Carey testified that in 2017, Monsanto refused to visit any “driftee” — an internal term for those who received crop damage — who was not a customer. Inspectors were told to research the purchasing history to see if they were current Monsanto customers in “good standing,” or did not owe the company money.
In later testimony, Gary Schmitz, tech service regional manager for the Midwest for BASF testified that BASF also had a “company policy to never settle complaints about off-target movement and that applicators are always responsible”. His testimony underscored that BASF tried to be clear with applicators that even with the lower volatility of the new formulations there was still considerable risk of drift and they should weigh the risks accordingly. Investigate Midwest reported:
But even if applicators follow the label, they still risk dicamba moving to other fields and causing symptomology, including cupped leaves, according to Schmitz’s testimony. Schmitz testified that the company told applicators to use their discretion, especially if a downwind farmer would be upset by symptomology. If it was their own fields or a friendly neighbor, spraying would be acceptable; otherwise, they should be aware that the responsibility is on the applicator, not BASF, Schmitz testified.
Even with the symptomology, the crops would not suffer yield loss, Schmitz said. Schmitz stood by that assertion, even though thousands of farmers alleged damage to more than 3.6 million acres of soybeans and other crops in 2017.
BASF has been producing dicamba for half a century and as veterans, they threw some shade at Monsanto, who’d only started in parallel with the new soybeans and cotton.
“After a YouTube video posted by Monsanto showed Monsanto employees applying dicamba, Luke Bozeman, the technical marketing manager for BASF, emailed Schmitz saying Monsanto makes “rookie mistakes on drift” and one cloud in the video was “messy.”
How did we get to this ‘breaking point’?
What does all this say about Monsanto/Bayer? About the seed and chemical input industry? About the state of pesticide regulation? And about industrial agriculture in general?
First, a few points need to be laid out.
Dicamba-tolerant crops and the lower volatility formulations were developed in response to a genuine and severe challenge facing Mid-South soybean and cotton farmers. As pigweed and other weeds developed resistance to Roundup (glyphosate) and other chemistries, resistant weeds were costing hundreds of millions of dollars each year in reduced yield and extra herbicide applications, with some fields left unharvested because the damage was so bad. A return to dicamba became a necessity to many farmers because there were no good options.
I haven’t seen the numbers crunched but it’s likely that the environmental impact of increased dicamba use has wiped out a substantial amount of the environmental gains achieved by the increase in glyphosate use associated with biotech glyphosate-tolerant crops. For biotech advocates, the substantial improvement to the environmental profile of herbicide use provided by Roundup Ready crops was an important achievement for biotech. The dicamba debacle takes a lot of shine off those bragging rights.
When Bayer acquired Monsanto in 2018, it purchased the best seed research program on the planet. It also purchased a world of headaches and legal woes. While so much of what people believe about Monsanto as a bad actor was wrong – misrepresented and misunderstood, as I noted in part three – its handling of The Dicamba Debacle is genuinely inexcusable. This is ‘corporation as villain’.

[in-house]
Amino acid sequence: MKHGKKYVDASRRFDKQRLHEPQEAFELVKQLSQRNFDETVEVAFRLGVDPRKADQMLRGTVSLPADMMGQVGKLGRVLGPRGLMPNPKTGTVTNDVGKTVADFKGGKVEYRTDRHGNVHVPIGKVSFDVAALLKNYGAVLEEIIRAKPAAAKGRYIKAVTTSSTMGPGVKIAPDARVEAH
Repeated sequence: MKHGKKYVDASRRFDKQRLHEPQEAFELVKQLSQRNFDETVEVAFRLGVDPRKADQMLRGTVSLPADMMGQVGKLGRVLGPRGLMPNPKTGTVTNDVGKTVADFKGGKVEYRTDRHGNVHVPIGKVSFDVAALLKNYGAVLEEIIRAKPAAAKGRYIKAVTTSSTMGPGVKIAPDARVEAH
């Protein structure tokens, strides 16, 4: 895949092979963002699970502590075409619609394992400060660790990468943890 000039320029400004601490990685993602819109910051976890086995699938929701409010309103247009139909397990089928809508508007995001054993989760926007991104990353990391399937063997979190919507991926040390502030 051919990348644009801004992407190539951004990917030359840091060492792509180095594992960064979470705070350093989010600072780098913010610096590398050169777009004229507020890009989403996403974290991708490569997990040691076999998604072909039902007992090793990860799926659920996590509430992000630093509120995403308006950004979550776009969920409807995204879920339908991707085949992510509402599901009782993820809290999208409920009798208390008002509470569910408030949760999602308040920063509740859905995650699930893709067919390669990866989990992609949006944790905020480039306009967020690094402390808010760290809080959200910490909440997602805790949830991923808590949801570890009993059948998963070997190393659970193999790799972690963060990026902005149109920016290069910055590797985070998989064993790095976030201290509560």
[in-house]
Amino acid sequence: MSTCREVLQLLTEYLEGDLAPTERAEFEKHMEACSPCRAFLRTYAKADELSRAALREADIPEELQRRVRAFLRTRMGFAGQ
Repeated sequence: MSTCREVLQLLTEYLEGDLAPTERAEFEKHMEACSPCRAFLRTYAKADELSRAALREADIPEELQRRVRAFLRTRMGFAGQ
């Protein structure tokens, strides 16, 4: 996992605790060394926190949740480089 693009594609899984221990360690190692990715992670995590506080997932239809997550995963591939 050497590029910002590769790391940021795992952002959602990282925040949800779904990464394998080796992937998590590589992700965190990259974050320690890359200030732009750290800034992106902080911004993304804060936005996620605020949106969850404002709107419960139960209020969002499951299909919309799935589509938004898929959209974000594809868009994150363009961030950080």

To recap what has been laid out in this series, Monsanto:
- Pressured public scientists to withhold or downplay inconvenient data and analysis
- Strong-armed the Arkansas Plant Board over regulations to address the problems created by the new dicamba formulations paired with their seeds
- Anticipated the problems these products would cause and expected them to play out for a minimum of five years
- Adopted a strategy of denying any and all complaints and shifting responsibility to farmers for products they knew would cause serious issues
Monsanto’s behavior layers on top of revelations that it may have ‘ghostwritten’ drafts of papers that academics finished up and put their names on in order to get positive evidence about the safety of Roundup into the academic record; and that Monsanto had developed intelligence gathering capacities to keep tabs on journalists and NGO activists. When you look at these revelations, considering incentives and impacts, they are far less sinister than the way they’ve been presented in the popular press. But Monsanto is not angel here, and trying to make the case that those things are a ‘bad look’ but aren’t particularly concerning is a lot harder when we now know of the revelations that it knowingly put out a product that it knew likely would cause serious environmental damage as well as farm-to-farm damage. This is especially galling behavior, set against the background that Monsanto pressured public scientists and strong-armed state regulators to sell more dicamba.
The seed and chemical industry
BASF isn’t exactly the hero of the story either. As more information from the Bader Farms trial is reported, we learn that while BASF is trying to distance itself from Monsanto/Bayer in the lawsuit — more of a ‘fierce competitor’ than a partner — the two companies closely coordinated the roll out of their competing dicamba formulations, according to testimony at the trial earlier this week.